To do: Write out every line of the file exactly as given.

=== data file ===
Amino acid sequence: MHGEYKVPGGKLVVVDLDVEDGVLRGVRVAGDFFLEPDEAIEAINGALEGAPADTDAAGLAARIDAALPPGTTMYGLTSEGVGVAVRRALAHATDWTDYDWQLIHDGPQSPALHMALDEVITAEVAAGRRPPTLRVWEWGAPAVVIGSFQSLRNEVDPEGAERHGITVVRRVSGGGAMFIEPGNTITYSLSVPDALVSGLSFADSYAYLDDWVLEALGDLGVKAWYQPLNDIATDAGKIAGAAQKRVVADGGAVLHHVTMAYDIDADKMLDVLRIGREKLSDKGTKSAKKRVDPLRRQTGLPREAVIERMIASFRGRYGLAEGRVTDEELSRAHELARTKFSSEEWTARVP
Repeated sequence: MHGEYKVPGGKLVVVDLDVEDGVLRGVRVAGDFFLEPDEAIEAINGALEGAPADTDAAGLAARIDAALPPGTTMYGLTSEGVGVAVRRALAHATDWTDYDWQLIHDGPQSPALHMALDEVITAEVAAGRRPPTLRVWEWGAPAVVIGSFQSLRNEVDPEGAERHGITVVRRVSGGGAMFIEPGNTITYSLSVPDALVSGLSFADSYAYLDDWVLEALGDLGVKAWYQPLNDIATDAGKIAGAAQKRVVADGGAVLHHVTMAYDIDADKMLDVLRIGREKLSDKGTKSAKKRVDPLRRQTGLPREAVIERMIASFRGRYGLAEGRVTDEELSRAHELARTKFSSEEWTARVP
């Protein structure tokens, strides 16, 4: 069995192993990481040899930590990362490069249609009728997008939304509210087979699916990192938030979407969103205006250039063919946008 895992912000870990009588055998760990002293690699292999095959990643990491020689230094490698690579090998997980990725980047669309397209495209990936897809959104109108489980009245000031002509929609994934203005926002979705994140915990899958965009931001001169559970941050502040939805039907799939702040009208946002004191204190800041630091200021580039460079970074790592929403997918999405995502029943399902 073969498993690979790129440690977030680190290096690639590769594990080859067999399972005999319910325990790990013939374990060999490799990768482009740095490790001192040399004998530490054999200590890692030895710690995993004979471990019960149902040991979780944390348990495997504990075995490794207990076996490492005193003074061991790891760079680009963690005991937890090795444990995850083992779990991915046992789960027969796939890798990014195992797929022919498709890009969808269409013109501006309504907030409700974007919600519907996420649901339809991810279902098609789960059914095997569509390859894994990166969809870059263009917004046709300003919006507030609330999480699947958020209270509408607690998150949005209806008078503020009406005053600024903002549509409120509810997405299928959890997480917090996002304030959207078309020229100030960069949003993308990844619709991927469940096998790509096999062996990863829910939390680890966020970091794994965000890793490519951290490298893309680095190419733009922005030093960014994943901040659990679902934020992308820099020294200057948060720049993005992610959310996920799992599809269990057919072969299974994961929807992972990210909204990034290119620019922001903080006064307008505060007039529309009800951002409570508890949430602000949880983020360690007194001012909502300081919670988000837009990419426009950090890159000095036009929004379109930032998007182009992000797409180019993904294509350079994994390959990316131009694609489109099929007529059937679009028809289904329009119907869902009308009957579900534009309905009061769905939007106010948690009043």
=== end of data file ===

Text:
Amino acid sequence: MHGEYKVPGGKLVVVDLDVEDGVLRGVRVAGDFFLEPDEAIEAINGALEGAPADTDAAGLAARIDAALPPGTTMYGLTSEGVGVAVRRALAHATDWTDYDWQLIHDGPQSPALHMALDEVITAEVAAGRRPPTLRVWEWGAPAVVIGSFQSLRNEVDPEGAERHGITVVRRVSGGGAMFIEPGNTITYSLSVPDALVSGLSFADSYAYLDDWVLEALGDLGVKAWYQPLNDIATDAGKIAGAAQKRVVADGGAVLHHVTMAYDIDADKMLDVLRIGREKLSDKGTKSAKKRVDPLRRQTGLPREAVIERMIASFRGRYGLAEGRVTDEELSRAHELARTKFSSEEWTARVP
Repeated sequence: MHGEYKVPGGKLVVVDLDVEDGVLRGVRVAGDFFLEPDEAIEAINGALEGAPADTDAAGLAARIDAALPPGTTMYGLTSEGVGVAVRRALAHATDWTDYDWQLIHDGPQSPALHMALDEVITAEVAAGRRPPTLRVWEWGAPAVVIGSFQSLRNEVDPEGAERHGITVVRRVSGGGAMFIEPGNTITYSLSVPDALVSGLSFADSYAYLDDWVLEALGDLGVKAWYQPLNDIATDAGKIAGAAQKRVVADGGAVLHHVTMAYDIDADKMLDVLRIGREKLSDKGTKSAKKRVDPLRRQTGLPREAVIERMIASFRGRYGLAEGRVTDEELSRAHELARTKFSSEEWTARVP
């Protein structure tokens, strides 16, 4: 069995192993990481040899930590990362490069249609009728997008939304509210087979699916990192938030979407969103205006250039063919946008 895992912000870990009588055998760990002293690699292999095959990643990491020689230094490698690579090998997980990725980047669309397209495209990936897809959104109108489980009245000031002509929609994934203005926002979705994140915990899958965009931001001169559970941050502040939805039907799939702040009208946002004191204190800041630091200021580039460079970074790592929403997918999405995502029943399902 073969498993690979790129440690977030680190290096690639590769594990080859067999399972005999319910325990790990013939374990060999490799990768482009740095490790001192040399004998530490054999200590890692030895710690995993004979471990019960149902040991979780944390348990495997504990075995490794207990076996490492005193003074061991790891760079680009963690005991937890090795444990995850083992779990991915046992789960027969796939890798990014195992797929022919498709890009969808269409013109501006309504907030409700974007919600519907996420649901339809991810279902098609789960059914095997569509390859894994990166969809870059263009917004046709300003919006507030609330999480699947958020209270509408607690998150949005209806008078503020009406005053600024903002549509409120509810997405299928959890997480917090996002304030959207078309020229100030960069949003993308990844619709991927469940096998790509096999062996990863829910939390680890966020970091794994965000890793490519951290490298893309680095190419733009922005030093960014994943901040659990679902934020992308820099020294200057948060720049993005992610959310996920799992599809269990057919072969299974994961929807992972990210909204990034290119620019922001903080006064307008505060007039529309009800951002409570508890949430602000949880983020360690007194001012909502300081919670988000837009990419426009950090890159000095036009929004379109930032998007182009992000797409180019993904294509350079994994390959990316131009694609489109099929007529059937679009028809289904329009119907869902009308009957579900534009309905009061769905939007106010948690009043």